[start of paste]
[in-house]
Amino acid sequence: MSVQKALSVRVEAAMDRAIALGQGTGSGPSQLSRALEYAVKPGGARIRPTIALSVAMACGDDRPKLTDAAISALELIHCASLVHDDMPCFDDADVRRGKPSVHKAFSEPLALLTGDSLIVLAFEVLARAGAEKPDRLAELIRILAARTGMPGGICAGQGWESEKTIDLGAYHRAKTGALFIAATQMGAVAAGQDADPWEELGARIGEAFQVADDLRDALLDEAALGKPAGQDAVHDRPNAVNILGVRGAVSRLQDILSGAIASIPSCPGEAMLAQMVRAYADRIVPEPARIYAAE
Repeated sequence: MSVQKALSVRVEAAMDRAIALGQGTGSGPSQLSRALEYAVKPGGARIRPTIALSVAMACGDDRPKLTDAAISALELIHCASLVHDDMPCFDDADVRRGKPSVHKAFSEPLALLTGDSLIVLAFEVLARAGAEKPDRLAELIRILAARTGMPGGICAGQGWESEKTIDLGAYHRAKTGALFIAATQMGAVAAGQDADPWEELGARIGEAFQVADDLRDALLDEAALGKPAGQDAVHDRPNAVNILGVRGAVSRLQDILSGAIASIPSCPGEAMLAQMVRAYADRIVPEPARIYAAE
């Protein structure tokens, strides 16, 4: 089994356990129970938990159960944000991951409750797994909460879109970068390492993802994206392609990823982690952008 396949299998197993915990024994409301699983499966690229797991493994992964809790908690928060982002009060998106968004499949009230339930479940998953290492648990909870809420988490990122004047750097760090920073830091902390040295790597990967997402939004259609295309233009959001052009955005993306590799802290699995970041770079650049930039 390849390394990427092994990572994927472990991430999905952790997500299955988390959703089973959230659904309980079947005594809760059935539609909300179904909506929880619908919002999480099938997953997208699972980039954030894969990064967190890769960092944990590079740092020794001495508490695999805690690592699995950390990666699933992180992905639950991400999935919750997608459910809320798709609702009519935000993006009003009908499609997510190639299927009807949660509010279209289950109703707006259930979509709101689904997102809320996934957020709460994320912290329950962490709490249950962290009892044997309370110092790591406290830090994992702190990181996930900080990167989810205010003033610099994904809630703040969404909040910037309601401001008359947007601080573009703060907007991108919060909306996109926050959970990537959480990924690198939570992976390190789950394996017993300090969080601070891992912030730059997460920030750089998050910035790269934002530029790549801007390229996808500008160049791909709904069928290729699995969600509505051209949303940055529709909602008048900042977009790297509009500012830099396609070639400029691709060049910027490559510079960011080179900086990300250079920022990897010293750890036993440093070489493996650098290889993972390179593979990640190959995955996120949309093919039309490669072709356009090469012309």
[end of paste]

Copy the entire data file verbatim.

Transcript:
[in-house]
Amino acid sequence: MSVQKALSVRVEAAMDRAIALGQGTGSGPSQLSRALEYAVKPGGARIRPTIALSVAMACGDDRPKLTDAAISALELIHCASLVHDDMPCFDDADVRRGKPSVHKAFSEPLALLTGDSLIVLAFEVLARAGAEKPDRLAELIRILAARTGMPGGICAGQGWESEKTIDLGAYHRAKTGALFIAATQMGAVAAGQDADPWEELGARIGEAFQVADDLRDALLDEAALGKPAGQDAVHDRPNAVNILGVRGAVSRLQDILSGAIASIPSCPGEAMLAQMVRAYADRIVPEPARIYAAE
Repeated sequence: MSVQKALSVRVEAAMDRAIALGQGTGSGPSQLSRALEYAVKPGGARIRPTIALSVAMACGDDRPKLTDAAISALELIHCASLVHDDMPCFDDADVRRGKPSVHKAFSEPLALLTGDSLIVLAFEVLARAGAEKPDRLAELIRILAARTGMPGGICAGQGWESEKTIDLGAYHRAKTGALFIAATQMGAVAAGQDADPWEELGARIGEAFQVADDLRDALLDEAALGKPAGQDAVHDRPNAVNILGVRGAVSRLQDILSGAIASIPSCPGEAMLAQMVRAYADRIVPEPARIYAAE
């Protein structure tokens, strides 16, 4: 089994356990129970938990159960944000991951409750797994909460879109970068390492993802994206392609990823982690952008 396949299998197993915990024994409301699983499966690229797991493994992964809790908690928060982002009060998106968004499949009230339930479940998953290492648990909870809420988490990122004047750097760090920073830091902390040295790597990967997402939004259609295309233009959001052009955005993306590799802290699995970041770079650049930039 390849390394990427092994990572994927472990991430999905952790997500299955988390959703089973959230659904309980079947005594809760059935539609909300179904909506929880619908919002999480099938997953997208699972980039954030894969990064967190890769960092944990590079740092020794001495508490695999805690690592699995950390990666699933992180992905639950991400999935919750997608459910809320798709609702009519935000993006009003009908499609997510190639299927009807949660509010279209289950109703707006259930979509709101689904997102809320996934957020709460994320912290329950962490709490249950962290009892044997309370110092790591406290830090994992702190990181996930900080990167989810205010003033610099994904809630703040969404909040910037309601401001008359947007601080573009703060907007991108919060909306996109926050959970990537959480990924690198939570992976390190789950394996017993300090969080601070891992912030730059997460920030750089998050910035790269934002530029790549801007390229996808500008160049791909709904069928290729699995969600509505051209949303940055529709909602008048900042977009790297509009500012830099396609070639400029691709060049910027490559510079960011080179900086990300250079920022990897010293750890036993440093070489493996650098290889993972390179593979990640190959995955996120949309093919039309490669072709356009090469012309």